How to Check Your Home’s Knob and Tube Wiring

How to Check Your Home's Knob and Tube Wiring

What is Knob and Tube Wiring?

Knob and tube wiring was an early standardized method of electrical wiring used in buildings in the United States from about 1880 to the 1940s. It consisted of single insulated copper conductors run within wall cavities, passing through joists and studs.

The wiring was supported along its length by knob insulators made of porcelain or wood attached to the structural framing. Where wires entered a wiring device such as a lamp or switch, or were pulled into a wall, they were protected by flexible cloth tubing called "loom".

Key Features of Knob and Tube Wiring:

Dangers and Issues with Knob and Tube Wiring

While knob and tube wiring was suitable for the low voltage lighting and few appliances used when initially introduced, it can be problematic and dangerous by modern standards. Some key concerns include:

How to Check for Knob and Tube Wiring in Your Home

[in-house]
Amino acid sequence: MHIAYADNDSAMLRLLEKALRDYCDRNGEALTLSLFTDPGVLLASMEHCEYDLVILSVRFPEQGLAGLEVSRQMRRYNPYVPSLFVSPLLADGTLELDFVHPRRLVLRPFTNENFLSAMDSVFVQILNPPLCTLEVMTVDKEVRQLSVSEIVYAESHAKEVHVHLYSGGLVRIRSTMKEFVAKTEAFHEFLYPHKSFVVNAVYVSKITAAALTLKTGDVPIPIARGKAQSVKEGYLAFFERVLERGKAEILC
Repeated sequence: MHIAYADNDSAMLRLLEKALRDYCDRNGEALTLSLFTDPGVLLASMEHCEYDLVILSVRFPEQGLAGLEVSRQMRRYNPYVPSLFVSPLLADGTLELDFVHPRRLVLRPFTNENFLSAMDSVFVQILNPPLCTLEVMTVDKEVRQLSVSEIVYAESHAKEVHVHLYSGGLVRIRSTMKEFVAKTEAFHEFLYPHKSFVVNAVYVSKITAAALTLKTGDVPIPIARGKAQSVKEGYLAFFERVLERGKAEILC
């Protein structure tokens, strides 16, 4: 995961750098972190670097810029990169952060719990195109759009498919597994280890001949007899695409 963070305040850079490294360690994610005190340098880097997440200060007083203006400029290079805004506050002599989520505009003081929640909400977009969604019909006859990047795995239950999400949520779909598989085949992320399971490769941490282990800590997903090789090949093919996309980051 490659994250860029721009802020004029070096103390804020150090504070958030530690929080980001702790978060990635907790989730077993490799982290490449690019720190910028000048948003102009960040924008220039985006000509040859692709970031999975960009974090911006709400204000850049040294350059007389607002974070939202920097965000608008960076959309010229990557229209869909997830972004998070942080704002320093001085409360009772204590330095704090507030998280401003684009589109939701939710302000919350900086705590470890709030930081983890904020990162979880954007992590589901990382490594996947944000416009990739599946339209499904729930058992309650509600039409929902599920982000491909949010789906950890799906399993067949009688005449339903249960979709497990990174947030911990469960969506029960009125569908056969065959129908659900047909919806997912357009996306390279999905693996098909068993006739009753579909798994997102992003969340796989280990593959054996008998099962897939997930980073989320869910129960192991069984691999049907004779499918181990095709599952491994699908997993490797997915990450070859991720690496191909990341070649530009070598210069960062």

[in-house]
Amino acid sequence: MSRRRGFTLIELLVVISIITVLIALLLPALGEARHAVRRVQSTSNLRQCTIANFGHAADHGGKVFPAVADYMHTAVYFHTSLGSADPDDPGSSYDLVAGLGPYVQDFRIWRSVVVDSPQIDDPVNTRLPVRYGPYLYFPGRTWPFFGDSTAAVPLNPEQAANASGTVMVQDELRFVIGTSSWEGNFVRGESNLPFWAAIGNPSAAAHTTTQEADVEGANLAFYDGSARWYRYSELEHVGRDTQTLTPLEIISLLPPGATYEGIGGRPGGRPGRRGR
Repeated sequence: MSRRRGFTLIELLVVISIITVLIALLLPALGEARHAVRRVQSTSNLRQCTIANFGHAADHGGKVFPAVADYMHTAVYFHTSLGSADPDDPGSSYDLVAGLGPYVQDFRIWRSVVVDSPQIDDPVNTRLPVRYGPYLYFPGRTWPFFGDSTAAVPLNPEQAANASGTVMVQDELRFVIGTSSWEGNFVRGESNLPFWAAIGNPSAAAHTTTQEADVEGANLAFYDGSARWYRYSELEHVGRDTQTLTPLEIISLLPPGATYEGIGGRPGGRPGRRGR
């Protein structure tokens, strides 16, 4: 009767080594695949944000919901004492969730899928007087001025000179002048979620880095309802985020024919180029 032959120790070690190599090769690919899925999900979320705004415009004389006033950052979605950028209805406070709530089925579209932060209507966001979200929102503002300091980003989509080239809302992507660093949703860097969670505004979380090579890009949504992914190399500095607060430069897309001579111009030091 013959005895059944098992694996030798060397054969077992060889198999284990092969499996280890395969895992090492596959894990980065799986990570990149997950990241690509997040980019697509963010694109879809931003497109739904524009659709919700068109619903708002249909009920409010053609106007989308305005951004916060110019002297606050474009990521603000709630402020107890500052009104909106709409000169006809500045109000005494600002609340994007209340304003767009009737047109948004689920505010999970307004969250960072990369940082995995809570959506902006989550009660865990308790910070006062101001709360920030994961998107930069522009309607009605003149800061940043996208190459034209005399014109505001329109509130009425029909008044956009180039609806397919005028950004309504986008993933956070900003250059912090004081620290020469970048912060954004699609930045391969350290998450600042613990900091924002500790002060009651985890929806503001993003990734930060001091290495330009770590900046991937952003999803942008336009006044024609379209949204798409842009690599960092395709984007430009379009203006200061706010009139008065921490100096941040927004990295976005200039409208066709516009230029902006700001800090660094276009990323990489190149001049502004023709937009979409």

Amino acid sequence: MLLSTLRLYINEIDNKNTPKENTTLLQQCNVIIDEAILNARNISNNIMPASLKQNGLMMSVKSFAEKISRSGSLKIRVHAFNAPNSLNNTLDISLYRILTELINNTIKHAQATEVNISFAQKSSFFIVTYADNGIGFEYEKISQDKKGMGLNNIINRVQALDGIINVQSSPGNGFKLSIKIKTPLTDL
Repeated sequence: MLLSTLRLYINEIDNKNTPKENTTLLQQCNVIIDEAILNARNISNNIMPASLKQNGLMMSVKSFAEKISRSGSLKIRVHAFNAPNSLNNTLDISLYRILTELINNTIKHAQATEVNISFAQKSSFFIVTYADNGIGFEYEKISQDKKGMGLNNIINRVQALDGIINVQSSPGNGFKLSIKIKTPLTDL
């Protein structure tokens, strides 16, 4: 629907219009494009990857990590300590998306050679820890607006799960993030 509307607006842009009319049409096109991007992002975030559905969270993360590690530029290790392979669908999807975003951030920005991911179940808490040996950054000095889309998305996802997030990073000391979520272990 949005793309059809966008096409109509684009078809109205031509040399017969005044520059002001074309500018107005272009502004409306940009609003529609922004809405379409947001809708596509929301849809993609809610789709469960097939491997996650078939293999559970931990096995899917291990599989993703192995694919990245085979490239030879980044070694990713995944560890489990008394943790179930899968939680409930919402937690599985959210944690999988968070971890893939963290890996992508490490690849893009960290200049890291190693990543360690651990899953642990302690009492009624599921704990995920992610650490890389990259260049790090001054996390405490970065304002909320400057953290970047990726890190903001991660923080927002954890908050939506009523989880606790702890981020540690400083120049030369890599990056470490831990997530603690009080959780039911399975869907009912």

If your home dates to the 1940s or earlier, checking for the presence knob and tube wiring should be a priority. Here are the main ways to check:

Examine the Electrical Panel

Inspect the Attic and Basement

Check Accessible Outlets and Fixtures

Consider Hiring an Electrician

For a thorough inspection, it may be wise to hire a qualified electrician. They can check wires in walls, perform electrical load calculations, and provide documentation of any issues. This may be necessary for insurance purposes as well.

Options for Remediating Knob and Tube Wiring

If your home does still contain knob and tube wiring, some options to consider are:

Ultimately, the safest option is fully rewiring a home to remove all old knob and tube wiring. But targeted replacements of dangerous or overloaded circuits can be a more affordable intermediate step. Consulting professionals is highly recommended before doing any work.